Tip 3: A tip from an actual chef: ‘You see yellow smoke, it means burning. If the smoke is white, things are probably going well.’
It takes practice to be competent in producing a good wok hei. Try creating the wok-hei in our Zi Char Style Moonlight Hor Fun recipe.
Picture this: You’ve been slaving at work, but you ain’t settling for takeaways. Upon reaching home,you muster your last bit of energy in attempts to create a simple dish .There are times where we are not looking to indulge in a hearty and oily meal. We recommend steaming as a fuss-free cooking method.
With steaming, you can step away from the stove and let the steam do its job of cooking. We particularly love this Cantonese Style Steamed Fish recipe: soaked in the essence of the light seasoning and herbs, the seemingly effortless prep work is a doable recipe for all.
Here are some tips:
Tip 1: Fire control — do not turn the flames too high or your steamed fish would be quickly overcooked and the textures will turn rough. Resist the temptation to lift the cover frequently as heat will escape, and so will your dreams of having a perfectly good steamed dish.
Tip 2: Put enough water so the boiling process can proceed smoothly. Rule of thumb is an inch deep of water, but it really depends on the dish and the size of your wok/steamer.
Tip 3: Invest in a steamer rack. It elevates the dish’s height so the water can be boiling and not engulf the dish. The rack will make removal of the dish easier.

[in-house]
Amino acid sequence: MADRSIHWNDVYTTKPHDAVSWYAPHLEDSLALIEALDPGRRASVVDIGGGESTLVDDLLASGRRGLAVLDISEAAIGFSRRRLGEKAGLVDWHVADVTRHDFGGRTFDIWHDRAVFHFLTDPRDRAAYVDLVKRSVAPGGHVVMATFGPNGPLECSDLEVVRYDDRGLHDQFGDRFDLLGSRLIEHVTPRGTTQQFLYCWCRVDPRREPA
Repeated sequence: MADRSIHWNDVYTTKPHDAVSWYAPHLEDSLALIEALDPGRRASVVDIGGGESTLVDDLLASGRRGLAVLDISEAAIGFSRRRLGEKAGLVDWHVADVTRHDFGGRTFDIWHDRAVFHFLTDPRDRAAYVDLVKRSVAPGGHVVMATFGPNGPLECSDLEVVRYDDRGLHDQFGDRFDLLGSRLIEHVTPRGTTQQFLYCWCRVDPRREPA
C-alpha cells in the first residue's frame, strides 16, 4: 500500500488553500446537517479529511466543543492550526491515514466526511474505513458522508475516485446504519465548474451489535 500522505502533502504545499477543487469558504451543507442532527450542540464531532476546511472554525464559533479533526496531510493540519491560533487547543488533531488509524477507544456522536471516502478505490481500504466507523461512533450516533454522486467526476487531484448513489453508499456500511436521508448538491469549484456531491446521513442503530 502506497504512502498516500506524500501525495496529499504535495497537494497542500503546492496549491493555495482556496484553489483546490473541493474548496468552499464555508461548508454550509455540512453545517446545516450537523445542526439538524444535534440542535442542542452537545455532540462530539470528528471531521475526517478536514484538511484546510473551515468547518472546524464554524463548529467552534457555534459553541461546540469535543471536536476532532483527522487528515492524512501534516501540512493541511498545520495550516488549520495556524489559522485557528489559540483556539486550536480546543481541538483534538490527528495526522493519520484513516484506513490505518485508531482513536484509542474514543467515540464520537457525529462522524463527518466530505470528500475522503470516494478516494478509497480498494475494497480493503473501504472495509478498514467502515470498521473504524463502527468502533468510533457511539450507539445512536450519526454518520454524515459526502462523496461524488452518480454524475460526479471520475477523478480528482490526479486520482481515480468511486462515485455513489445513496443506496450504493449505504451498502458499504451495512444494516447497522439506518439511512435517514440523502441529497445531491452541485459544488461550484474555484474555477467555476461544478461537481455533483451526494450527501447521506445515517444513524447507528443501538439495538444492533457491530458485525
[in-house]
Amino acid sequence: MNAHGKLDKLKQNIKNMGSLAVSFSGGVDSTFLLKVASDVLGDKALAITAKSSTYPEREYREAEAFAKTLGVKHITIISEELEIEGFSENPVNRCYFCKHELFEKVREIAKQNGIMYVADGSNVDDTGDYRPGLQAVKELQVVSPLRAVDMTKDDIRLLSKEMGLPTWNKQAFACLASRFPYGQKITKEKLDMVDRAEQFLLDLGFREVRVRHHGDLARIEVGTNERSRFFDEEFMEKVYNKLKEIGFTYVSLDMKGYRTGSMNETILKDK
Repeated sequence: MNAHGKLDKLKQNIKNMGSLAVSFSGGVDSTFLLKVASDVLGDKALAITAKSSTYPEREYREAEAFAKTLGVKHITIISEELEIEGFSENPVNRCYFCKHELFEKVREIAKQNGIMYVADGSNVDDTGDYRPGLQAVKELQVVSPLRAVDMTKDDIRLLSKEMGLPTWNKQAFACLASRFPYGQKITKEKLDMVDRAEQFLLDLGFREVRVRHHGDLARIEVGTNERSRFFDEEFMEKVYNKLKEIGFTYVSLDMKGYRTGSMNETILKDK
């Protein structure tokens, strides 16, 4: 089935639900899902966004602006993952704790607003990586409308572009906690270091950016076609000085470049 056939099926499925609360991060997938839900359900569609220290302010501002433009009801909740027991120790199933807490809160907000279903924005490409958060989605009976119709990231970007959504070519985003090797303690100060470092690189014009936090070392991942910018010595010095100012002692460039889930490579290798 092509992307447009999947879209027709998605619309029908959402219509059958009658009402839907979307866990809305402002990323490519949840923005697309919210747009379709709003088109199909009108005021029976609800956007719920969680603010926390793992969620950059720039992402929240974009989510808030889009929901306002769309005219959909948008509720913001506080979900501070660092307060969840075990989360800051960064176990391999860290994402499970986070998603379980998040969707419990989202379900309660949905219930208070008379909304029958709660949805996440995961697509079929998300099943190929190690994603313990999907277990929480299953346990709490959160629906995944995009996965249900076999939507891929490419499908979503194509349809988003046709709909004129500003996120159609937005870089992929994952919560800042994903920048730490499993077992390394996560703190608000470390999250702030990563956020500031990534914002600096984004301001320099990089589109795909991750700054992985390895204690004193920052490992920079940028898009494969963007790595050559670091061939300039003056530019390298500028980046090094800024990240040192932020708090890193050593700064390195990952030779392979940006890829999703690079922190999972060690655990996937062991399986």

Ready to go? Start with our other steamed recipes here:
5.Homemade Soup Stocks
Rich and hearty soups are on another level,we grew up with many variations of them. It is a go-to option during rainy days and how many of us have been greeted by the aroma of comforting soups when we get home? We resonate it not only with nostalgia but how it truly nourishes our tummies and our souls.
Soups are an unspoken national treasure in the asian kitchen. Protect them at all costs! Taking a leaf from our chicken stock in our Chicken Pao Fan recipe, the foolproof basics go like this:
Step 1: Add in your aromatics. These ingredients will enhance the soup profile, some examples are ginger, onion and garlic. Depending on the soup, it could also be carrots, scallions,dried mushrooms and more.
Step 2: Roasting carcasses in the oven Use ingredients in its entirety, where you can! For instance, all parts of a chicken can be used, if you have leftovers, they are indeed saviours of tomorrow. Save the carcass for building the soup stock.
The main reason for using the oven is extracting the oils. Oil is fat, fat is flavour. Always remember this, fat is not always the enemy. It builds the basis of your soup stock. The gentle roasting also allows the bones of the carcass and deepens the flavour of the stock.
Step 3: Store soup stocks in the fridge or freezer, for an easy lifesaver, especially on rainy and lazy days. Tuck into the nutritious goodness for sick days or even use them as a supplement to your meal.How about using them for your steamboat gatherings and you have everyone going ga-ga over a home-made treat? Goodbye chicken cubes, and hello to robust and natural flavours!
Here are some of our recipes that we’ve tried and rave about:
Pork Stock: Old Cucumber Pork Rib Soup
Duck Stock: Nyonya Salted Duck Soup
Beef Stock: Vietnamese Beef Pho Soup
Seafood Stock:Seafood Pao Fan
We may or may not have inherited our mother’s culinary prowess but we are a resourceful bunch! Honing the basics takes time but will bring you far and aid you in the process of food preparation. All the best in your cooking journey, and don’t forget to follow the Meatmen for more awesome recipes and beginner cooking tips!